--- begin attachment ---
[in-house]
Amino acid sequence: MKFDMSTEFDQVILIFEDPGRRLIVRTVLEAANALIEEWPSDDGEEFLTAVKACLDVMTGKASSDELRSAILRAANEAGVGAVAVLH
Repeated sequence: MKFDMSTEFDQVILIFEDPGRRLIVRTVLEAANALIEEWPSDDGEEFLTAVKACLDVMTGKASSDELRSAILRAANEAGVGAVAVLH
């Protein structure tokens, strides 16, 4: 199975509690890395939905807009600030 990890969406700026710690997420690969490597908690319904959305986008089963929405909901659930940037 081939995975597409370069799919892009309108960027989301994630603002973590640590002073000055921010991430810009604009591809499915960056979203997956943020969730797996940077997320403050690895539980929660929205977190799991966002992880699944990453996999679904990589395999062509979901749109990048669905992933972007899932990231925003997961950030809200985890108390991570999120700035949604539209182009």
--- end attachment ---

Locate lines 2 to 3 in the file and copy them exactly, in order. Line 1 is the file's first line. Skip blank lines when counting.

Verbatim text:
Amino acid sequence: MKFDMSTEFDQVILIFEDPGRRLIVRTVLEAANALIEEWPSDDGEEFLTAVKACLDVMTGKASSDELRSAILRAANEAGVGAVAVLH
Repeated sequence: MKFDMSTEFDQVILIFEDPGRRLIVRTVLEAANALIEEWPSDDGEEFLTAVKACLDVMTGKASSDELRSAILRAANEAGVGAVAVLH